CCI, Day 4: DC's The Big Three Panel

Superman, Batman, and Wonder Woman are viewed by many as the "holy trinity" of comics. Much of DC's "Infinite Crisis" mega-crossover dealt with the relationship the three of them have, and showed their true importance to the superhero universe. For Comic-Con International in San Diego, DC brought out the writers, artists and editors of these books to give fans an update on the present and future for these heroes.

In attendance on the panel were editors Eddie Berganza and Matt Idelson, writers Geoff Johns, Kurt Busiek, Paul Dini, and Grant Morrison, along with artist Terry Dodson. DC's Dan Didio hosted the panel.

Despite the topic of this panel's session, the first question had nothing to do with superheroes. A curious fan yelled out, "Who won the softball game?"

Didio responded, "If it wasn't that our hitting, running, and batting - which sucked - we would've won…I think we need to go a year without softball."

He then went on to talk about the relationship between Superman, Batman, and Wonder Woman, and discussed how DC "broke their relationship" so they could examine it and put it back together again.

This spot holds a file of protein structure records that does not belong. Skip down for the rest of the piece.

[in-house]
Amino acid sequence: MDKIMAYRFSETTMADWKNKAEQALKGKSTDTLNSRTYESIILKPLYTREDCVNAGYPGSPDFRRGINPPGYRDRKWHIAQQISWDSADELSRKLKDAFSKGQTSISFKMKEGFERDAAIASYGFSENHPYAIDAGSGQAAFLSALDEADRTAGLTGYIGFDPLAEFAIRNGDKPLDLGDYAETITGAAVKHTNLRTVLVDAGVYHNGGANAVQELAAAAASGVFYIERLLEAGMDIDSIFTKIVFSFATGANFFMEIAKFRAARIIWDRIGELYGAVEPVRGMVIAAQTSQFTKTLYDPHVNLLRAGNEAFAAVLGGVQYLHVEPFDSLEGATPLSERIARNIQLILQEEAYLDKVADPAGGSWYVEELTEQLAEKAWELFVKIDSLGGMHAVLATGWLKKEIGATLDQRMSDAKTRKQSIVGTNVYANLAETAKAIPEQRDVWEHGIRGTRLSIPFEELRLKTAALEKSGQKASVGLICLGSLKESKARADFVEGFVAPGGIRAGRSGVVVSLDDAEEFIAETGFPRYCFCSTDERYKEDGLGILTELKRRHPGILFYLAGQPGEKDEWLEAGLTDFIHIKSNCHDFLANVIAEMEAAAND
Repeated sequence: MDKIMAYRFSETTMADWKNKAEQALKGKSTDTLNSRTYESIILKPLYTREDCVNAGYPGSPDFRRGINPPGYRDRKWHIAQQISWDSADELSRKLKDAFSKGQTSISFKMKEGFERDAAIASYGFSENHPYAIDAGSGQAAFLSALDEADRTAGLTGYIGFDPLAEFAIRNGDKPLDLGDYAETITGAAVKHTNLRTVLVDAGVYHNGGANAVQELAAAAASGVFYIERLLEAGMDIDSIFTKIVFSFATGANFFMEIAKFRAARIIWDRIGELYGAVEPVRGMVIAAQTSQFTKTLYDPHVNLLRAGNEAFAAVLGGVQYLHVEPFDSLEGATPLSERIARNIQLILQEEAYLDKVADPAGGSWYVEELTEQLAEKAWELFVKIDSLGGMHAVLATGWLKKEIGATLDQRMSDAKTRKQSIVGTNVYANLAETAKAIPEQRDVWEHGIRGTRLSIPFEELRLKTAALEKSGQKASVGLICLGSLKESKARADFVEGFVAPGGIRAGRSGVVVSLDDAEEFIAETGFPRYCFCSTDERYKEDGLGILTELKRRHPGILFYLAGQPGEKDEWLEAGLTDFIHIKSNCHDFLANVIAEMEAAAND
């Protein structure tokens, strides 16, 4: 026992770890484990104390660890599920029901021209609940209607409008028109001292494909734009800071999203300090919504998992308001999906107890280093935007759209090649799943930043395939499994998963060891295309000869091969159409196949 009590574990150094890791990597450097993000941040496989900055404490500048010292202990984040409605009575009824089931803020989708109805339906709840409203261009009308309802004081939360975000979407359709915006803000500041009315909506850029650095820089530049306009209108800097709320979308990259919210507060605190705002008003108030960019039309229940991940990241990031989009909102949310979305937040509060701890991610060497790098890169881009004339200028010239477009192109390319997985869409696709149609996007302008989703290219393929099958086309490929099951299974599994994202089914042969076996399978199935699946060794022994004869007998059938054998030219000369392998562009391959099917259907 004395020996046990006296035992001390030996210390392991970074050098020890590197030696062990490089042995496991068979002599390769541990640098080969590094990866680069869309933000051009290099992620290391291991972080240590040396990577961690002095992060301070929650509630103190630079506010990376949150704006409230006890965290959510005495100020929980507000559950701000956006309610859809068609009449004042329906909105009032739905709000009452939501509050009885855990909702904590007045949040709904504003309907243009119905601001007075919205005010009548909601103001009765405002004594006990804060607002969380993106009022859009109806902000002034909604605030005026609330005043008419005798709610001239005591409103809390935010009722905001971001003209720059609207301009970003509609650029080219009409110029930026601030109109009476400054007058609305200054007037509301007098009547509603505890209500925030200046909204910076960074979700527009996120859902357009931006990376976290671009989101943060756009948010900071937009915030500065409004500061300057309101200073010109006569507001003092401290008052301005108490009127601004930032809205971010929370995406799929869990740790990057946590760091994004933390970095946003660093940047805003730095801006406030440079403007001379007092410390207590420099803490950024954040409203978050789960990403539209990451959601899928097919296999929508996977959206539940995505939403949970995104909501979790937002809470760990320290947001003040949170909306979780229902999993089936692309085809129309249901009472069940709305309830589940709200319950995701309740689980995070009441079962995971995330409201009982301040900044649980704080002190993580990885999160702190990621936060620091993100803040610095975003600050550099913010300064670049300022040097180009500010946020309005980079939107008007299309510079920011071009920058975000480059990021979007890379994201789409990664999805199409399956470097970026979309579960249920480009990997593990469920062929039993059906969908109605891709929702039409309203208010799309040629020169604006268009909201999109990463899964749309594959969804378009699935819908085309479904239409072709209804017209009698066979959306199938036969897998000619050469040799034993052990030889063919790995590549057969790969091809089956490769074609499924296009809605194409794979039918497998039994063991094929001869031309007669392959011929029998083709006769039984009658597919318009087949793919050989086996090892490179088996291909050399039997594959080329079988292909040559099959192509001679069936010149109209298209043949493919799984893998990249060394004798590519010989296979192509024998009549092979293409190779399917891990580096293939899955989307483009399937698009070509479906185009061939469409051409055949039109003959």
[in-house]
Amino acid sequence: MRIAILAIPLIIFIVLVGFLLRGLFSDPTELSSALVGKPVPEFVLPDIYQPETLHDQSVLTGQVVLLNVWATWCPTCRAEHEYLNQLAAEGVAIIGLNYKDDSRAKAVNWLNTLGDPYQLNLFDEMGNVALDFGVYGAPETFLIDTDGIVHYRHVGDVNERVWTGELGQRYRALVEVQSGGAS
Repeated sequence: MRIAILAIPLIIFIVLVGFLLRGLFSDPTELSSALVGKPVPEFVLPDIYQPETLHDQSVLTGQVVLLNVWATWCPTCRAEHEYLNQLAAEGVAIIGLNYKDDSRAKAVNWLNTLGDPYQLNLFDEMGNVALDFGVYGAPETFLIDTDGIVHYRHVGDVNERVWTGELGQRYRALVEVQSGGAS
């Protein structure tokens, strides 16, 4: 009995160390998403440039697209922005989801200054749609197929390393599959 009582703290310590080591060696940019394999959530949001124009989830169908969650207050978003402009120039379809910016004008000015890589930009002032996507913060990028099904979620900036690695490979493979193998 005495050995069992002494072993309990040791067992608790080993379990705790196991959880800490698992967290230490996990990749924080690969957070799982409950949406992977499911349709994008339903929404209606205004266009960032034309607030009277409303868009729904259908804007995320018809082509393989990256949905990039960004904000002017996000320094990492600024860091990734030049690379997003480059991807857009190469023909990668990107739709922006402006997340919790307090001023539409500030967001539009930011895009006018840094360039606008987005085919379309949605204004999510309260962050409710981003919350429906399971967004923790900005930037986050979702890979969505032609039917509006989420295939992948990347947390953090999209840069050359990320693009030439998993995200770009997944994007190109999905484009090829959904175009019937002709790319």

Since so much time was spent breaking them though, Didio said they didn't want to spend a lot of time rebuilding them. Therefore, DC wanted to put the best teams they could find on these heroes, and then listed all the talent working on the books for the audience.

Johns - who wrote the first "One Year Later" (OYL) Superman arc along with Busiek - talked about working with Idelson and how they want to tell good stories and make them fun.

When asked if they had any knowledge of events in the film "Superman Returns," - due to the similarities between it and their "Up, Up, and Away" arc - Busiek smiled and said, "I heard he returns..."

However, the writer did say Johns' love of the first Superman movie - like director Bryan Singer - was the reason the two shared so many common elements, such as the crystals and the Fortress of Solitude.

Next up was Batman, and Morrison indicated that he planned on having a bit of fun with the character. "We all love Batman, but he got kind of uptight."